Our Welcoming Roots

From its founding in 1947, Merrimack College has enjoyed strong relations with the Jewish community of the Merrimack Valley.

The first president of the college, the Rev. Vincent McQuade, O.S.A., included members of the Jewish community in his efforts to found the institution. In 1993, Merrimack established the Center for the Study of Jewish-Christian Relations as a further step in strengthening Jewish-Christian relations and dialogue, as called for by the Second Vatican Council.

This important initiative, conceived and advanced by Padraic O’Hare, professor of religious and theological studies, has grown over the past 25 years to become an important part of the college’s academic and social landscape.

In 2008, with the encouragement of Rabbi Robert Goldstein of Temple Emanuel in Andover, Massachusetts, then chair of the center’s board of advisors, the center expanded its mission to include Muslims and became the Center for the Study of Jewish-Christian-Muslim Relations. The college has concentrated its interreligious dialogue to the “people of the book” as an extension of its Catholic mission and Augustinian heritage. 

The center’s programs have nurtured a significant, appreciative community of Jewish, Christian and, more recently, Muslim friends of the college who have supported the operations of the center through their participation and generosity. Many faculty and administrators of the college, from each of the three Abrahamic religions, have participated in our programs.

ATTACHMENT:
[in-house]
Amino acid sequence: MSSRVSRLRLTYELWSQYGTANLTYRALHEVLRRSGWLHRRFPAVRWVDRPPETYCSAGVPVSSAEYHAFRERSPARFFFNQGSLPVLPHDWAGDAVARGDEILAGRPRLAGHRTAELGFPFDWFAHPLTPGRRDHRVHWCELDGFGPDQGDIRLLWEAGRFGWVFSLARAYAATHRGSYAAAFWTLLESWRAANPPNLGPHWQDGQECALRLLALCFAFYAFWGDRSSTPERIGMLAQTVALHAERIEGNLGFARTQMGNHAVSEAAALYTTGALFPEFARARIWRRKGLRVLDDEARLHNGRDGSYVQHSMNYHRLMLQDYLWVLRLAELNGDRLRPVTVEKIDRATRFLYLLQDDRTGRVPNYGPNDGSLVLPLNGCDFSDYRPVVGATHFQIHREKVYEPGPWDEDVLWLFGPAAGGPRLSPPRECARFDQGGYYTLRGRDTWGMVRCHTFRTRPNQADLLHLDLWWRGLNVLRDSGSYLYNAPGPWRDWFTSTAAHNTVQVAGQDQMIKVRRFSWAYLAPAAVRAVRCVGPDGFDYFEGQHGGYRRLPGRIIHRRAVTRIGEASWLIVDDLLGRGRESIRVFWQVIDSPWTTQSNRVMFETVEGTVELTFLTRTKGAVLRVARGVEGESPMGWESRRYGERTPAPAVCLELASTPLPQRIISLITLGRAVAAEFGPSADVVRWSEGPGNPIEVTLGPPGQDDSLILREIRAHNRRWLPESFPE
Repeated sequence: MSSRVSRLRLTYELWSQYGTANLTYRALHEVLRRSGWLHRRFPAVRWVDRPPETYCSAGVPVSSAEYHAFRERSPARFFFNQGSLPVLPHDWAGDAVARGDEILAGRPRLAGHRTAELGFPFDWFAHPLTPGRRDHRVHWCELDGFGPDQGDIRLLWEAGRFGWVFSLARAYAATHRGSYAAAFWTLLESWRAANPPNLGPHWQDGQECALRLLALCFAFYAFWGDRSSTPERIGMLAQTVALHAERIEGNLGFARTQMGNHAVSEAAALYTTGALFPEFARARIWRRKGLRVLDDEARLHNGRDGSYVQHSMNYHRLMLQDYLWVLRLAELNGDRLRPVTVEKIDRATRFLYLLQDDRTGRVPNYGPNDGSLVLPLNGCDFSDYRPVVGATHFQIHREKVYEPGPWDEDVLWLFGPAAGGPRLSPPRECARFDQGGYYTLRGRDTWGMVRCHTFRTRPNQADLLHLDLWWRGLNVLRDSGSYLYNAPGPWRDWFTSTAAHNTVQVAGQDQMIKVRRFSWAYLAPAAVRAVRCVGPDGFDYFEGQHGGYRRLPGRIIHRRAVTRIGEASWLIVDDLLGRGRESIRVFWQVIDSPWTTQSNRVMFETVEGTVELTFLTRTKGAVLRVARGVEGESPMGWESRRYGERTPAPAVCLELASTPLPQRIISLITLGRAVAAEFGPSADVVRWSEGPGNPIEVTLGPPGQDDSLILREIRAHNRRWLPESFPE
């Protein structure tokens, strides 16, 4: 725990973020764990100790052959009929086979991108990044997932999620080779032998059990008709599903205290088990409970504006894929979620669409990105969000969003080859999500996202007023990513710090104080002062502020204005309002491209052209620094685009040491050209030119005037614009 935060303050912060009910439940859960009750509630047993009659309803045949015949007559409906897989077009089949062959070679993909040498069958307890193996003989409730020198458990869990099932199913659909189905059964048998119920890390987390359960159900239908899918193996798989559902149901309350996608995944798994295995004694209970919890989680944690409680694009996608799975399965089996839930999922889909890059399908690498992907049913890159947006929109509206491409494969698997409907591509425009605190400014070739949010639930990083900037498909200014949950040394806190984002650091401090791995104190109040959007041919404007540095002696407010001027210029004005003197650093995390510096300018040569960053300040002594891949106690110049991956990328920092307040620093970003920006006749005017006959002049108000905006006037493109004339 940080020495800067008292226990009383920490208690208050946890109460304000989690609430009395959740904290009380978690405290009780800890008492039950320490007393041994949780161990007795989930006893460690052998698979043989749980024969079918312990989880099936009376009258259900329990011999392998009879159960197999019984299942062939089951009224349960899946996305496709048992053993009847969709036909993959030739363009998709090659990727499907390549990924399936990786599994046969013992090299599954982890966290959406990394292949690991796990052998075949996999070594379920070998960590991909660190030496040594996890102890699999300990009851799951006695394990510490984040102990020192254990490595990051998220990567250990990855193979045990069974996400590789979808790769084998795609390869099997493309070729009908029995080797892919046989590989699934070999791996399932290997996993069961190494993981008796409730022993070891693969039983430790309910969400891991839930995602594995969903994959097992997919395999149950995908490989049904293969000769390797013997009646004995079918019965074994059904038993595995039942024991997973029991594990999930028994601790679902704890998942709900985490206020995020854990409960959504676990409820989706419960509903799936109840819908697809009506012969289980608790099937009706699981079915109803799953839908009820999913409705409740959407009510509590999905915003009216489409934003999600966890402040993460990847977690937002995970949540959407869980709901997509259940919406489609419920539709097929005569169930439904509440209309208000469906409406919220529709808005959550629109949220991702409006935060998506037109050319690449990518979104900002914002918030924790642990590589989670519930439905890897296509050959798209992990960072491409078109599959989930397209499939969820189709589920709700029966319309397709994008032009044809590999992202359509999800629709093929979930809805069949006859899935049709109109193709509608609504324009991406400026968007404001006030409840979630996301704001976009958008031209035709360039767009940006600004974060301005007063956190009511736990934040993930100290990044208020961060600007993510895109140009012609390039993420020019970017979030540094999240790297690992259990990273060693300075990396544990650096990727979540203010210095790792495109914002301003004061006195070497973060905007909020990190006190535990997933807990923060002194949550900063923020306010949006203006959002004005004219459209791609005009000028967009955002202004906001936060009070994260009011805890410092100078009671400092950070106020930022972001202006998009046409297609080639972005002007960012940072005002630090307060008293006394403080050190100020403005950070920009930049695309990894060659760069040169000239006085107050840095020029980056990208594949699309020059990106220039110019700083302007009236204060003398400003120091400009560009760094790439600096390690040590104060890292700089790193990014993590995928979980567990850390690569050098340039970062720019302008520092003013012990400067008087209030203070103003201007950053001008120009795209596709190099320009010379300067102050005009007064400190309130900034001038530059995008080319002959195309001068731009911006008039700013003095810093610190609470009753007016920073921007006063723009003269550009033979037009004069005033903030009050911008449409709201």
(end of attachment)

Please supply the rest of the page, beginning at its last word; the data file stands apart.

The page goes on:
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The center has encouraged Merrimack to realize its distinctive educational mission in ways that affirm the college’s Catholic identity and its Augustinian heritage, while at the same time welcoming other Christians and adherents of other faiths into the academic life of the campus and the embrace of our academic community. Our partners in presenting these programs and services have included:

The center’s programs and services have covered topics in religious, political, cultural and social arenas. The world and those who work for peace face new challenges. They prompt us to re-envision the center’s mission and to seize emerging opportunities to accomplish our goals.